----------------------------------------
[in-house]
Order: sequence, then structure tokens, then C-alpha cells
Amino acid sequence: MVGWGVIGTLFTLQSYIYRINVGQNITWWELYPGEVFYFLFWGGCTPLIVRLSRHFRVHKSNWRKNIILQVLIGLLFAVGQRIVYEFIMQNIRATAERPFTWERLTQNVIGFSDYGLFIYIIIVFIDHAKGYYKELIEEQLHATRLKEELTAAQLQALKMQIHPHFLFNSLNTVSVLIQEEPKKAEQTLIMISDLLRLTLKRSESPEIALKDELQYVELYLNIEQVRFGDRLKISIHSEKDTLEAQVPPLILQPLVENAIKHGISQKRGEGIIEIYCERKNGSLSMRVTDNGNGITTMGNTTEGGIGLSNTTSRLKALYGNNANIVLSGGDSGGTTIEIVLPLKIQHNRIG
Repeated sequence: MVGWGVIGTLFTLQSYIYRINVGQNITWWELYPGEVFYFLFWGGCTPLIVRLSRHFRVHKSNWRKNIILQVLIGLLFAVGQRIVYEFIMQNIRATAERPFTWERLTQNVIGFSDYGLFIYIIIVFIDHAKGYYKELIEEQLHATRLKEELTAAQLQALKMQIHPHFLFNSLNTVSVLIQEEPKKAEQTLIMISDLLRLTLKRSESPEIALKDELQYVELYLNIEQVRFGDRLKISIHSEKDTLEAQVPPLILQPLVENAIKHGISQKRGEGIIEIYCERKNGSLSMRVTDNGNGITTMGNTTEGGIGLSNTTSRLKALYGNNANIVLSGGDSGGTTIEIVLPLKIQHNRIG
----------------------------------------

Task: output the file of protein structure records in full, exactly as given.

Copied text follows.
[in-house]
Order: sequence, then structure tokens, then C-alpha cells
Amino acid sequence: MVGWGVIGTLFTLQSYIYRINVGQNITWWELYPGEVFYFLFWGGCTPLIVRLSRHFRVHKSNWRKNIILQVLIGLLFAVGQRIVYEFIMQNIRATAERPFTWERLTQNVIGFSDYGLFIYIIIVFIDHAKGYYKELIEEQLHATRLKEELTAAQLQALKMQIHPHFLFNSLNTVSVLIQEEPKKAEQTLIMISDLLRLTLKRSESPEIALKDELQYVELYLNIEQVRFGDRLKISIHSEKDTLEAQVPPLILQPLVENAIKHGISQKRGEGIIEIYCERKNGSLSMRVTDNGNGITTMGNTTEGGIGLSNTTSRLKALYGNNANIVLSGGDSGGTTIEIVLPLKIQHNRIG
Repeated sequence: MVGWGVIGTLFTLQSYIYRINVGQNITWWELYPGEVFYFLFWGGCTPLIVRLSRHFRVHKSNWRKNIILQVLIGLLFAVGQRIVYEFIMQNIRATAERPFTWERLTQNVIGFSDYGLFIYIIIVFIDHAKGYYKELIEEQLHATRLKEELTAAQLQALKMQIHPHFLFNSLNTVSVLIQEEPKKAEQTLIMISDLLRLTLKRSESPEIALKDELQYVELYLNIEQVRFGDRLKISIHSEKDTLEAQVPPLILQPLVENAIKHGISQKRGEGIIEIYCERKNGSLSMRVTDNGNGITTMGNTTEGGIGLSNTTSRLKALYGNNANIVLSGGDSGGTTIEIVLPLKIQHNRIG